The battlefield trail begins with a couple of hundred yards of concrete, wheelchair-accessible trail that takes you to Horseshoe Falls. Hikers of the battlefield trail will continue on past the falls, where the trail is no longer paved. The battlefield trail is a 1.3-mile loop, with frequent signage that describes the backcountry’s roll in the Revolutionary War, the key players in the Battle of Musgrove Mill, and takes you to step by step through the battle.  You’ll walk the soldiers’ path to the ridge where the outnumbered patriot militia waited to attack the loyalists. Of the Revolutionary War sites my family has visited, these signs were the easiest for my children to understand. My 8-year-old was able to read the majority of them aloud to the rest of us, and the pictures were clear and helpful. It was wonderful to gain a clear understanding and appreciation for what happened that day on the exact ridge upon which we stood.

The battlefield hike does have some hills, but our little group didn’t find it too difficult. My 5-year-old was able to hike it without any difficulty, and my 3-year-old needed a piggyback ride for just the last bit of the loop. For young children, a carrier backpack would be helpful.

On our hike back to the car, we stopped at Horseshoe Falls to enjoy the waterfall and have a snack before heading for home. The nature-loving, rock skipping, critter hunting little ones among you will love exploring the edge of the sandy pool at the bottom of the falls.

Musgrove Mill State Historic Site is located at 398 State Park Road in Clinton.  The Horseshoe Falls and battlefield trail is open sunrise to sunset daily, and the gate to the visitor center and the camp trail is open 9 am – 6 pm daily.  The visitor center is open 10 am – 5 pm Friday through Sunday, and other times depending on staff availability. (We went on a Monday morning and there were two very helpful staff members at the Visitor’s Center.) There is a small fee for admission since it is part of the SC State Park system (if you have an SC State Park pass, it’s free).  You can find more information and directions here.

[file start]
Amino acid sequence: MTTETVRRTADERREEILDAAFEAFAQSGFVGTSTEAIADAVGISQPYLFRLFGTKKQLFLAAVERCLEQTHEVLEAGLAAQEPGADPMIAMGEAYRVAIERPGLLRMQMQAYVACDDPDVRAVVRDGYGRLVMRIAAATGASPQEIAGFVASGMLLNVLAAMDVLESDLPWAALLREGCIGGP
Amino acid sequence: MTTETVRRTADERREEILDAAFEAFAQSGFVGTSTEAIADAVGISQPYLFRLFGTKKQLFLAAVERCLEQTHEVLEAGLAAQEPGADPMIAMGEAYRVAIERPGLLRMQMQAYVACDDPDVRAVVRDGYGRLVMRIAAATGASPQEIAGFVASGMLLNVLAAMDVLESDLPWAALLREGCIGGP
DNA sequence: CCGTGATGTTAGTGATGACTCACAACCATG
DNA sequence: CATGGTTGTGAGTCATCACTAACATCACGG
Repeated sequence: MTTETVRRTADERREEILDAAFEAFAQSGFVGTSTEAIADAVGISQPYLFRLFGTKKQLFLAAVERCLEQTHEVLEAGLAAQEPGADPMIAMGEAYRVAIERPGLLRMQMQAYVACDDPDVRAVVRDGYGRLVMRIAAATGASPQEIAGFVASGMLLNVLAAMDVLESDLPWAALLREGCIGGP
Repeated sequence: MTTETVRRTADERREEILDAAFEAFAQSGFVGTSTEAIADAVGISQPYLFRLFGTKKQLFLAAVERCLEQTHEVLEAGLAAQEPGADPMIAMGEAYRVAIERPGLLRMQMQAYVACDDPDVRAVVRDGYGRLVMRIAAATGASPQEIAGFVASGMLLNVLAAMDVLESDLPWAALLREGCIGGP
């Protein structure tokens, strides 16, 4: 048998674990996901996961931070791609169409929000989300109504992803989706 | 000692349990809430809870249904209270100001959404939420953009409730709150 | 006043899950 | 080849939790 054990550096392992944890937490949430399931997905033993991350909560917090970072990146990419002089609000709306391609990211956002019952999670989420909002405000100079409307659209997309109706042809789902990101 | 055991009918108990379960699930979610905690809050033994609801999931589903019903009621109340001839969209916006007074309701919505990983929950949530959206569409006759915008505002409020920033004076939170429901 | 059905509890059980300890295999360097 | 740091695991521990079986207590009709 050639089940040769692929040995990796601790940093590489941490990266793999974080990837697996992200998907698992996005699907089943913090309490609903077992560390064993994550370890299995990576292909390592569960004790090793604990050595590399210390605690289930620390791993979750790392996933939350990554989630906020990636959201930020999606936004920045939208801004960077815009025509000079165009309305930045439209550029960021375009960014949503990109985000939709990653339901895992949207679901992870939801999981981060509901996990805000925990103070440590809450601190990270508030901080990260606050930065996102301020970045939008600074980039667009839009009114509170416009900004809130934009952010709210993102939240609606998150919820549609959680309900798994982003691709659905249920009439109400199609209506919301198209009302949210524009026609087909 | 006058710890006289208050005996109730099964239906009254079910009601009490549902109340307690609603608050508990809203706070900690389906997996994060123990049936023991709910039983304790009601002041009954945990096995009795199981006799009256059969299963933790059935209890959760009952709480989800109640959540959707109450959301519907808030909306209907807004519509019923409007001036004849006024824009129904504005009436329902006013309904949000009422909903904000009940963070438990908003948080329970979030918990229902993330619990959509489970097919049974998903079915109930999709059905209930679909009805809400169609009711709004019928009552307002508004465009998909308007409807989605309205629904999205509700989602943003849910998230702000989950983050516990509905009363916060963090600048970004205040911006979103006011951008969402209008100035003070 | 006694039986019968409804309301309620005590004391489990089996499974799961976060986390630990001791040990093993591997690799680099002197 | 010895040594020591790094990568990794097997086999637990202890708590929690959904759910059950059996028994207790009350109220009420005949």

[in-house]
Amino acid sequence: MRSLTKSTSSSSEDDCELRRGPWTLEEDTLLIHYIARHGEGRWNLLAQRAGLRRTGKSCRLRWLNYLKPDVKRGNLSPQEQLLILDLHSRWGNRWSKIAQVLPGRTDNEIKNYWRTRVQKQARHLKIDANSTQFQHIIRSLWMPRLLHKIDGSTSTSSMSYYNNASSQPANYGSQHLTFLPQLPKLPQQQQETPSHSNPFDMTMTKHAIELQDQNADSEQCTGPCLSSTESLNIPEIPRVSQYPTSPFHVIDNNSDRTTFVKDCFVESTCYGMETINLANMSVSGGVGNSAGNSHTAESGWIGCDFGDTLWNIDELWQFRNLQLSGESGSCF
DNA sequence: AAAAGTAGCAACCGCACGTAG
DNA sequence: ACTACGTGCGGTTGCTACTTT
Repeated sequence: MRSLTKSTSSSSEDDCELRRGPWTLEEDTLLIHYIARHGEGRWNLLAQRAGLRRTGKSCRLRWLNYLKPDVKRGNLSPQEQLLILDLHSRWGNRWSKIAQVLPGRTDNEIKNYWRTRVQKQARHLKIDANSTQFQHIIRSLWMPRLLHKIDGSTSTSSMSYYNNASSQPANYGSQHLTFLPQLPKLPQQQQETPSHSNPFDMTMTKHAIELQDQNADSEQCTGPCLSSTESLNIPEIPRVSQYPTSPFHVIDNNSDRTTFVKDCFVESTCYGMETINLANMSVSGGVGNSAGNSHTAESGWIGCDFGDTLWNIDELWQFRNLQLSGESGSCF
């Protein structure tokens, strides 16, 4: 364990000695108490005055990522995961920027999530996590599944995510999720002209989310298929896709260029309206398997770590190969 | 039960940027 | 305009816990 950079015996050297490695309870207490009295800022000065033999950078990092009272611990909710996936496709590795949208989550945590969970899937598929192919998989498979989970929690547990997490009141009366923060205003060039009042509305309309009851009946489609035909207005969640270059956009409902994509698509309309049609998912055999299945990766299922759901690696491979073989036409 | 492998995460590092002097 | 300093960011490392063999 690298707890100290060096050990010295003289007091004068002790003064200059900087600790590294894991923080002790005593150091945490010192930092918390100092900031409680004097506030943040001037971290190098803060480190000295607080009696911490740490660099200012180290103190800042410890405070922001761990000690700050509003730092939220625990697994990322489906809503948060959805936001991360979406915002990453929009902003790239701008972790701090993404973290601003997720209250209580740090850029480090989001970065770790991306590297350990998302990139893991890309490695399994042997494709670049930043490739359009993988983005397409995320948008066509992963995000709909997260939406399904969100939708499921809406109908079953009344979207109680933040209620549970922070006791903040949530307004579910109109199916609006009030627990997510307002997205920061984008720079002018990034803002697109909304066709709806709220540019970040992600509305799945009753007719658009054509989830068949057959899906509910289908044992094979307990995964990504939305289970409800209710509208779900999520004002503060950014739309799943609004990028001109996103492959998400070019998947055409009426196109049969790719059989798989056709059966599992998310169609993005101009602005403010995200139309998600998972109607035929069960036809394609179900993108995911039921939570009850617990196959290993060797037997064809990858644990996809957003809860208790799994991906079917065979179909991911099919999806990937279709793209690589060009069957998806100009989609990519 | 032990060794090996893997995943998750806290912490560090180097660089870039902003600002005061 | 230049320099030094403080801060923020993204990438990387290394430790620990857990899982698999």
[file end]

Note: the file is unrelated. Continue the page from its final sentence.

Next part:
Curious to learn about the battle before you go? Check out this site, which gives an overview of the battle.

We hope you love your hike through a bit of American history. If you enjoy the trip, you’ll be happy to know that there are many state and national parks at the site of revolutionary war battles in the upstate and throughout South Carolina. You’ll find an excellent overview of the war in South Carolina, and links to sites you can visit today here.

Would your kids enjoy a historical field trip to Musgrove Mill State Historic Site?